Huntington in Cabell County, West Virginia — The American South (Appalachia)
Raid on Guyandotte / Burning of Guyandotte
On the night of November 10, 1861, Confederate cavalry led by Colonels John Clarkson and Albert Jenkins raided the town of Guyandotte and surprised Union recruits of the 9th WV Infantry. Following a heated battle, Confederate soldiers and citizens of the town captured 98 Union troops and supporters. On November 11, the captives began a hard trek to prisons in the South.
As the Confederates withdrew from the town on November 11, 1861, the S.S. Boston appeared with Union troops of the 5th WV Infantry and Ohio Home Guards. They marched into Guyandotte and burned homes businesses and churches. Sixteen secessionists were arrested and imprisoned. The burning of the town was due in part to its reputation as a “hot bed of secession.”
Erected 2016 by West Virginia Archives & History.
Topics and series. This historical marker is listed in this topic list: War, US Civil. In addition, it is included in the West Virginia Archives and History series list. A significant historical date for this entry is November 10, 1861.
Location. 38° 25.73′ N, 82° 23.329′ Touch for map. Marker is at or near this postal address: 226 Main St, Huntington WV 25702, United States of America. Touch for directions.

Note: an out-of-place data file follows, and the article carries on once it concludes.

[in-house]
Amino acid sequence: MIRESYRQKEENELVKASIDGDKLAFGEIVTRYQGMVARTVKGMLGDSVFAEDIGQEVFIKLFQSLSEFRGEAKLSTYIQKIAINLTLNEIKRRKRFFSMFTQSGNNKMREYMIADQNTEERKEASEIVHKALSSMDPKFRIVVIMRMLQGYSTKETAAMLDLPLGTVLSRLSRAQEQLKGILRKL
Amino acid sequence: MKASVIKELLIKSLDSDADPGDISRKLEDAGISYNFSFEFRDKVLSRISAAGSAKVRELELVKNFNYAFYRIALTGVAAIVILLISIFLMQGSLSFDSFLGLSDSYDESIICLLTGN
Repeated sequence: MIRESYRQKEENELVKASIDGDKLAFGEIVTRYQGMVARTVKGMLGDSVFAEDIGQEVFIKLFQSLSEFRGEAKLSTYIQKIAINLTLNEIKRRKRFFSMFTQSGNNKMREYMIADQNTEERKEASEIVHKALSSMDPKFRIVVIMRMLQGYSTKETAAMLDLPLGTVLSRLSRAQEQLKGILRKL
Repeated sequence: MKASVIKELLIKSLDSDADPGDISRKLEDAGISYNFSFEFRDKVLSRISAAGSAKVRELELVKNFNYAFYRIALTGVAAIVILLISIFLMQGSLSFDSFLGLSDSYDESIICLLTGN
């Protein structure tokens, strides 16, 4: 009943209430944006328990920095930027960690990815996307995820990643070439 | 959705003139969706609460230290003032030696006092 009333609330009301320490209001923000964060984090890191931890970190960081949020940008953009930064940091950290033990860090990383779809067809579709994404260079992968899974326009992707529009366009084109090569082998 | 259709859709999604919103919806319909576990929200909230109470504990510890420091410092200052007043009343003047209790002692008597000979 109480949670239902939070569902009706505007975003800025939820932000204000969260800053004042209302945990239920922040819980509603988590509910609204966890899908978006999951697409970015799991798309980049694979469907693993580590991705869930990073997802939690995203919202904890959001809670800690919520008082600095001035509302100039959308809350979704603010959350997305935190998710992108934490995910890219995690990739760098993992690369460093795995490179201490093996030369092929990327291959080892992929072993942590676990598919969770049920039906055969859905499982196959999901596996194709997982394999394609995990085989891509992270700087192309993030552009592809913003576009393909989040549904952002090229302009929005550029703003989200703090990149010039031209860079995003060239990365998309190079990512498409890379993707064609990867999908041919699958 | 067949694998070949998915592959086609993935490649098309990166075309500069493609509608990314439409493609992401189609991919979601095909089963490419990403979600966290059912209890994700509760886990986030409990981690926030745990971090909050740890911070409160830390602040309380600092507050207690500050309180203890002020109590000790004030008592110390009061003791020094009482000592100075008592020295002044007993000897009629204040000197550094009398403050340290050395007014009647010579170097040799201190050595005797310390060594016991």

Other nearby markers. At least 8 other markers are within walking distance of this marker. Battle of Guyandotte (about 300 feet away, measured in a direct line); a different marker also named Battle of Guyandotte (about 300 feet away); First Cabell County Court House (about 300 feet away); Madie Carroll House (about 400 feet away); Granville Parker (about 400 feet away); Historic Carroll House (about 400 feet away); John S. Witcher (about 400 feet away); Guyandotte (about 500 feet away). Touch for a list and map of all markers in Huntington.
Also see . . . The Tragic Fate of Guyandotte. 1995 article by Joe Geiger, Jr. in West Virginia History, volume 54.
“Confederate sympathy remained rampant in Cabell County, especially in Guyandotte. Property and livestock were stolen from Union sympathizers and some were forced to flee into Ohio.11 On May 25, when merchandise bound for a Guyandotte resident was seized as contraband in Proctorville, Ohio, some of Guyandotte’s citizens threatened to cross the Ohio River and take the goods by force. Nearly two hundred members of the local Ohio Home Guard gathered to repel any ‘invasion.’ Responding to fears expressed by some Guyandotte citizens, the Ironton Register stated that ‘if the people of Guyandotte keep that traitor flag down, and attend (Submitted on November 6, 2018.)
Credits. This page was last revised on January 18, 2022. It was originally submitted on November 6, 2018, by J. J. Prats of Powell, Ohio. This page has been viewed 346 times since then and 92 times this year. Photos: 1, 2, 3, 4. submitted on November 6, 2018, by J. J. Prats of Powell, Ohio.